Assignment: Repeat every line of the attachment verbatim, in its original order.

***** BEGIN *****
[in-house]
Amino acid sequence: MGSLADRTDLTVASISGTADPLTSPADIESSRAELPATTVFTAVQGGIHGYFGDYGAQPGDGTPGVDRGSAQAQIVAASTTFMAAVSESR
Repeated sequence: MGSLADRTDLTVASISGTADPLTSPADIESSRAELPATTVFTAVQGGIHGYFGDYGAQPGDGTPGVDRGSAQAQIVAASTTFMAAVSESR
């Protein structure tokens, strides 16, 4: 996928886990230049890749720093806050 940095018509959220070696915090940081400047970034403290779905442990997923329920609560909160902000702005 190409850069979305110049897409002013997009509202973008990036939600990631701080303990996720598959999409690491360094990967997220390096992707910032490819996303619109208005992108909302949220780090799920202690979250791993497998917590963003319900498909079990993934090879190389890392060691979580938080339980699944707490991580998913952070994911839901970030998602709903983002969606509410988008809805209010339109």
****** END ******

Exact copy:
[in-house]
Amino acid sequence: MGSLADRTDLTVASISGTADPLTSPADIESSRAELPATTVFTAVQGGIHGYFGDYGAQPGDGTPGVDRGSAQAQIVAASTTFMAAVSESR
Repeated sequence: MGSLADRTDLTVASISGTADPLTSPADIESSRAELPATTVFTAVQGGIHGYFGDYGAQPGDGTPGVDRGSAQAQIVAASTTFMAAVSESR
């Protein structure tokens, strides 16, 4: 996928886990230049890749720093806050 940095018509959220070696915090940081400047970034403290779905442990997923329920609560909160902000702005 190409850069979305110049897409002013997009509202973008990036939600990631701080303990996720598959999409690491360094990967997220390096992707910032490819996303619109208005992108909302949220780090799920202690979250791993497998917590963003319900498909079990993934090879190389890392060691979580938080339980699944707490991580998913952070994911839901970030998602709903983002969606509410988008809805209010339109």